Turning Policy into Projects ? Scotland?s Strategic Transport Review ? ?Turning the Talk into the Walk?
A Clark, Transport Scotland, UK; S Turnbull, Jacobs Consultancy, UK; L Kenney, M Calvert, SIAS Limited, UK
This paper examines the methodologies used in this multimodal review to identify, appraise and prioritise interventions, worth approximately £3bn, to deliver Scottish Government policy on its strategic transport network between 2012 and 2022.
The establishment of Transport Scotland, in 2006, as the delivery agency of the Scottish Government, the devolution of rail powers to Scotland and the publication of the National Transport Strategy, has provided an exciting opportunity and framework for planning longer term strategic transport investment in Scotland?s transport network.
The National Transport Strategy outlines the vision for Scotland?s transport network and the context for transport policy over the next 20 years. Taking into consideration the Scottish Government?s purpose of sustainable economic growth and its Strategic Objectives of wealthier and fairer, healthier, safer and stronger, smarter and greener, the National Transport Strategy identifies 3 Key Strategic Outcomes:
- Improve journey times and connections; to tackle congestion and the lack of integration and connections in transport;
- Reduce emissions; to tackle the issues of climate change, air quality and health improvement; and
- Improve quality, accessibility and affordability, to give people a choice of public transport, where availability means better quality transport services and value for money or an alternative to the car.
The Strategic Transport Projects Review (STPR) is a multimodal review to identify, appraise and prioritise interventions required on the national strategic transport network between 2012 and 2022.
The focus of the STPR is on undertaking an evidence based appraisal using SMART (Specific, Measurable, Attainable, Relevant, and Timed) objectives and considering all modes of transport.
The Review aims to identify an indicative investment programme worth approximately £3bn that will make a significant contribution towards delivering Government policy. The final report is due in the summer of 2008 which will allow the results and outcomes of the Review to be covered in the paper.
This paper examines the methodologies used in the STPR. The key findings will focus on the resolution of competing priorities to provide investment decision makers with a solid, evidence based platform to enable their policies to be implemented effectively within finite funding streams. The following tasks and the challenges therein will be covered:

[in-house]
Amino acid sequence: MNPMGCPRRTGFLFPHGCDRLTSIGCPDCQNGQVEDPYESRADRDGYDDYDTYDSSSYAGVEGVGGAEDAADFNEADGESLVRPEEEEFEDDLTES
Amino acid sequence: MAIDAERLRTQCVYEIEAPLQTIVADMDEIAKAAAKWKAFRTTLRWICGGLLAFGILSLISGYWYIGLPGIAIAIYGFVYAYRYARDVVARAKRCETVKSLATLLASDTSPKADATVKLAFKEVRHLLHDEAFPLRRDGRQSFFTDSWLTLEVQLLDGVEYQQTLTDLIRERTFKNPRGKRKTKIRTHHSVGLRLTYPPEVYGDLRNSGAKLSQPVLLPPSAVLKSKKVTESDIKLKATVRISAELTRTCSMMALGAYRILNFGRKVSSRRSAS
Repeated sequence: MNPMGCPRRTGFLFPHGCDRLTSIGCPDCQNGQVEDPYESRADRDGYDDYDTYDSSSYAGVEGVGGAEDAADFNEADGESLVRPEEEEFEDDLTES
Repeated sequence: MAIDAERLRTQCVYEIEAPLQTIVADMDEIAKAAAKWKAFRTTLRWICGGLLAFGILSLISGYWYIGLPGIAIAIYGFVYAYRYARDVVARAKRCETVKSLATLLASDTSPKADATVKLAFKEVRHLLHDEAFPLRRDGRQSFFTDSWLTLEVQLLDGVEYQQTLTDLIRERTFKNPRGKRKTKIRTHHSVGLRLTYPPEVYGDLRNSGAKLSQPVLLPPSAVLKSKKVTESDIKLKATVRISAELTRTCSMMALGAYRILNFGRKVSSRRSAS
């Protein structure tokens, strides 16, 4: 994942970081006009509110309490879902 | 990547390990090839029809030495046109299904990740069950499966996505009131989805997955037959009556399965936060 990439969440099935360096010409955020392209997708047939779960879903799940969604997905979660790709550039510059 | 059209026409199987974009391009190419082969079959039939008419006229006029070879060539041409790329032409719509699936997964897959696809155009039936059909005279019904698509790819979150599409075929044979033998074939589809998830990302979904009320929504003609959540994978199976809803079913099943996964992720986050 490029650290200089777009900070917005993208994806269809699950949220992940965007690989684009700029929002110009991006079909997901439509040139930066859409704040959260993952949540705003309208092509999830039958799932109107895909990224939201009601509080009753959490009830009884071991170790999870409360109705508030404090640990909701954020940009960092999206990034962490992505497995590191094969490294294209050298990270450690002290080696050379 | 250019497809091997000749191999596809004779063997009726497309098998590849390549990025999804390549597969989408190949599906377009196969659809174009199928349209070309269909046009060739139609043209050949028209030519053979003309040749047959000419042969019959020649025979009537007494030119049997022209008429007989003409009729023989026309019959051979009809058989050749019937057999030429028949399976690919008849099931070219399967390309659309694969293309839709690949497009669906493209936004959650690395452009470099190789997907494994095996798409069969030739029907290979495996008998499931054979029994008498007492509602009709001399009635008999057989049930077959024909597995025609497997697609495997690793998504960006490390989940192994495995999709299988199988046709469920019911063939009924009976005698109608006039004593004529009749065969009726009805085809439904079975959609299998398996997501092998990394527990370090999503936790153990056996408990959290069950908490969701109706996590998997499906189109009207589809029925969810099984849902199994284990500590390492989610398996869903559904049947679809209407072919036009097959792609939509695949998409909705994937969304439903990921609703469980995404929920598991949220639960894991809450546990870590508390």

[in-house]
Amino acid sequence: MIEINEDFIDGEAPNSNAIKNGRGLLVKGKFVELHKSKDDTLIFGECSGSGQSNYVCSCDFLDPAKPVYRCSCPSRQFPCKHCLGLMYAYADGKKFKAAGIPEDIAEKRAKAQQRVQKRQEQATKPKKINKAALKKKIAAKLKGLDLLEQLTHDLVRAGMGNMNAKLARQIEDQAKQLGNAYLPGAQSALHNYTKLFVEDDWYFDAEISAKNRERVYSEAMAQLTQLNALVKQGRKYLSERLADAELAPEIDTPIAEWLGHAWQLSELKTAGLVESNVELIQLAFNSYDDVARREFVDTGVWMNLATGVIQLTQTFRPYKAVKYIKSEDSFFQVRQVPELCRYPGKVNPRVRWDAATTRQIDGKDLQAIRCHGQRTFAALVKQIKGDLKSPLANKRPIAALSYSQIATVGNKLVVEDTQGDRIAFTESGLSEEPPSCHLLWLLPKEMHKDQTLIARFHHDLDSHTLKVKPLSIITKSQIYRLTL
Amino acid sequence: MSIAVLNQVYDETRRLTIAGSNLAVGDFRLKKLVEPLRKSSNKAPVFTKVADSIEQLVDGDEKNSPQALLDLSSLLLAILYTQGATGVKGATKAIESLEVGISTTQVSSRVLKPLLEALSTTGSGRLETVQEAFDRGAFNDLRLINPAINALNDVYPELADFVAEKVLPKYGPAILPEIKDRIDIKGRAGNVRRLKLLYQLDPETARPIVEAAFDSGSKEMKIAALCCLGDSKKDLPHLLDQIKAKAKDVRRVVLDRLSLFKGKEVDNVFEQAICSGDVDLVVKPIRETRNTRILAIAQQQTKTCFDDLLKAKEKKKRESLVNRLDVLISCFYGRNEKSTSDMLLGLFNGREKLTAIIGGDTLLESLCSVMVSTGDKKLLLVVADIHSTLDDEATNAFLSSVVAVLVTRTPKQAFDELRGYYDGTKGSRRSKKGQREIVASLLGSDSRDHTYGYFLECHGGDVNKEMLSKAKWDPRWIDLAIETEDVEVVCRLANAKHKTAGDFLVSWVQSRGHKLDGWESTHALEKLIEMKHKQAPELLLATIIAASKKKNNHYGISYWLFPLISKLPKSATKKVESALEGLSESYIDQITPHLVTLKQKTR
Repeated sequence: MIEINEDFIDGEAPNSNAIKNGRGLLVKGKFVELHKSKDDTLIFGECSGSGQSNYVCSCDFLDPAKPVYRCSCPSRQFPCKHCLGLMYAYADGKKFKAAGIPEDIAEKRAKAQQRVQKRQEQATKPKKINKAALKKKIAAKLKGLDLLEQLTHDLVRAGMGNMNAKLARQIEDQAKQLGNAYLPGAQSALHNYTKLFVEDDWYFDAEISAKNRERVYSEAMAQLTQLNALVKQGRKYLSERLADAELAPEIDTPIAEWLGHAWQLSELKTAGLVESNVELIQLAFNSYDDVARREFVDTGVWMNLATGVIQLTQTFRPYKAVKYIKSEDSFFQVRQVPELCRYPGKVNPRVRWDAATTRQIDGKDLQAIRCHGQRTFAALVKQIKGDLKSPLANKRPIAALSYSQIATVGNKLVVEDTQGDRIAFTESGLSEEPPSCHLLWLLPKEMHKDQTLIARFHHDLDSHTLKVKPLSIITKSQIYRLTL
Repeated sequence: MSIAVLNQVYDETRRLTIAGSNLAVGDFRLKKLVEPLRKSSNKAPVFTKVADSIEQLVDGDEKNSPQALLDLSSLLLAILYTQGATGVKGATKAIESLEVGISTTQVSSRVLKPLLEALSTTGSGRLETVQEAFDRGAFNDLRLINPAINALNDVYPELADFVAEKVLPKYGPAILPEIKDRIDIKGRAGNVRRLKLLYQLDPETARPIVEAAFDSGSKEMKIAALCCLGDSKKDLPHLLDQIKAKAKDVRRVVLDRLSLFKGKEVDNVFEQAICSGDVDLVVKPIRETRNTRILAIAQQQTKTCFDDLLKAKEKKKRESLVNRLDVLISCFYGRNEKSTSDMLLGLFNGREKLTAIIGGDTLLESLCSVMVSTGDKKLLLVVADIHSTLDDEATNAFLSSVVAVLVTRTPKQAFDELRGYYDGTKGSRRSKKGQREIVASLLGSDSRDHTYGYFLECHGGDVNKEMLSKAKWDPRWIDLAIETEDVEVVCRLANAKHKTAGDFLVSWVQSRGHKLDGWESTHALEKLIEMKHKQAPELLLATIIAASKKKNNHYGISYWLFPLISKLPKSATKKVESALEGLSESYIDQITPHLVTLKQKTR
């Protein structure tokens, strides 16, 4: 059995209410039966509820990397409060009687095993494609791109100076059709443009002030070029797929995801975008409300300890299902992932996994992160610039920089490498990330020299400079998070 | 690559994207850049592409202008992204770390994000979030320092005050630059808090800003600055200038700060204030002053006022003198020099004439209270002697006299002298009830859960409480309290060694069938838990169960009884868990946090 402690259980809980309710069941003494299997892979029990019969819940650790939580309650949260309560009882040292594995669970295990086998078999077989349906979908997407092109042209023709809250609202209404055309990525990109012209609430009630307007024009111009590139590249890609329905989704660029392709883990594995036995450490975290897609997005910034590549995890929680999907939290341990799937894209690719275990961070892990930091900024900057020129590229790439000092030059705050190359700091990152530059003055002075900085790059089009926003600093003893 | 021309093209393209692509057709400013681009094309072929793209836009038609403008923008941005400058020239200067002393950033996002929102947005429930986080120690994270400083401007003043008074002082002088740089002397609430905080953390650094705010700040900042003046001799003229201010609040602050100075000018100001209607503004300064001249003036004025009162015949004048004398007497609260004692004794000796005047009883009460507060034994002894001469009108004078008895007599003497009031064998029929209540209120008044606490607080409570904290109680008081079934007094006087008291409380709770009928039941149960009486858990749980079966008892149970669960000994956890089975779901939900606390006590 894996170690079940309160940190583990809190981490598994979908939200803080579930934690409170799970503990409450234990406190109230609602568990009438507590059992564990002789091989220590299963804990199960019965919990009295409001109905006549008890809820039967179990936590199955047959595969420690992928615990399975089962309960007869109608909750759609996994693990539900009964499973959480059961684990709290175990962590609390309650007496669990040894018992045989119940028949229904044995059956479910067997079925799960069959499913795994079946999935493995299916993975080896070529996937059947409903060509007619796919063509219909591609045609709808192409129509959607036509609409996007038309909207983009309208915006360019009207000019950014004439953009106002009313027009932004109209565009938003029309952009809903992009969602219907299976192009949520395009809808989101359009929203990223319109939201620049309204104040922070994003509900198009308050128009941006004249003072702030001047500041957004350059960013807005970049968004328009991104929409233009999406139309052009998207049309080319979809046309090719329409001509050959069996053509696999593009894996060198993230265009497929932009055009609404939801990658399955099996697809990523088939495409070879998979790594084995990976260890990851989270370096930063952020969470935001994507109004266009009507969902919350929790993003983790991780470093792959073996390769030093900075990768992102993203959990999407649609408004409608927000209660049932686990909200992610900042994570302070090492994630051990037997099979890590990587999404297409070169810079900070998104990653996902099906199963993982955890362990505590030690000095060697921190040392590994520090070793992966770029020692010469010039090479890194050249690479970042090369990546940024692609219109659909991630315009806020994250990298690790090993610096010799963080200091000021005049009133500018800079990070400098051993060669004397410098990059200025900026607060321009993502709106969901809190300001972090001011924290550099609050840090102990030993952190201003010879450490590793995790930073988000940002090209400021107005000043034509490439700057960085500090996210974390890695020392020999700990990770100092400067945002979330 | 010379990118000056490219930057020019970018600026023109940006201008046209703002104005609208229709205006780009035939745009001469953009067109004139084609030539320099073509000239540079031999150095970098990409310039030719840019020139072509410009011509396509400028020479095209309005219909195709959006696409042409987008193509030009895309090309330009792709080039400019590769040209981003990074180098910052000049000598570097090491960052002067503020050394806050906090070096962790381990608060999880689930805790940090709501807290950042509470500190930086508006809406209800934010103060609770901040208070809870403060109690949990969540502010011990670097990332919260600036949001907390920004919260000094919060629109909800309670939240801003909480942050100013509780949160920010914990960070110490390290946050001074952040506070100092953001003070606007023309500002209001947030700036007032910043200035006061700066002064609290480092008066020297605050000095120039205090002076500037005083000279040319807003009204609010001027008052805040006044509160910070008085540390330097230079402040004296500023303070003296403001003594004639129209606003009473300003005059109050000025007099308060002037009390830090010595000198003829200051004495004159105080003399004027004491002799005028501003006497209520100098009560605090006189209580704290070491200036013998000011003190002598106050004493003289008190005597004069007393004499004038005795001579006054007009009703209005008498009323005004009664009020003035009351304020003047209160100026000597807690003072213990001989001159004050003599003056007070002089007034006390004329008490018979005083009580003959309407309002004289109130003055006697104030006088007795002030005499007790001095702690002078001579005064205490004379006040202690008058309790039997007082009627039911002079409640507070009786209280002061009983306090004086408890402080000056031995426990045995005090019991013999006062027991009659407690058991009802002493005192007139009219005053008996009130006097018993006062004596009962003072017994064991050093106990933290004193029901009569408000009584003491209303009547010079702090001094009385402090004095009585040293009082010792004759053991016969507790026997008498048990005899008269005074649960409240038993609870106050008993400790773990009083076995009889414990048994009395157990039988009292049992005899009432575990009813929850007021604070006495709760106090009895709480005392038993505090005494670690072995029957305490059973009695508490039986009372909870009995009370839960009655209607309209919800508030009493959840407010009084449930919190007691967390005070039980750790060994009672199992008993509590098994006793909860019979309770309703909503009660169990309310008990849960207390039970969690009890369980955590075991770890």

- Defining the national strategic transport network. This process has identified 20 strategic transport corridors as well as the urban networks of the 4 largest cities and 2 strategic transport where a number of the corridors meet;
- Establishing a robust evidence base, to assess the existing and forecast the future performance of the network. In particular identifying relevant performance indicators;
- Identifying clear policy expectations and objectives from the high level policy instruments mentioned above;
- Resolving policy tensions ? such as the issue of climate change;
- Stakeholder engagement throughout the process;
- Generating a wide range of possible interventions, considering both historic aspirations and innovative solutions in light of a stated investment hierarchy of firstly maintaining and safely operating existing assets, secondly making better use of existing assets (which may include technology based and ?soft measures? in addition to engineering solutions) and thirdly targeted infrastructure improvements.
- Developing an appropriate and auditable process for initial sifting of interventions to identify those to be taken forward for detailed appraisal;
- Developing and implementing an innovative appraisal process consistent with the Scottish Transport Appraisal Guidance (objective led transport appraisal looking across the five high level criteria of environment, economy, safety, integration, accessibility and social inclusion) capable of dealing with a wide range of multi-modal strategic interventions within a restricted timescale; and
- Developing and applying a robust methodology for prioritising interventions to be included in the indicative investment programme.
The paper will conclude by considering lessons learned for other national/regional studies and how the findings of the Review can best be taken forward, in particular facing the challenge of funding, delivery and maintaining focus.
Association for European Transport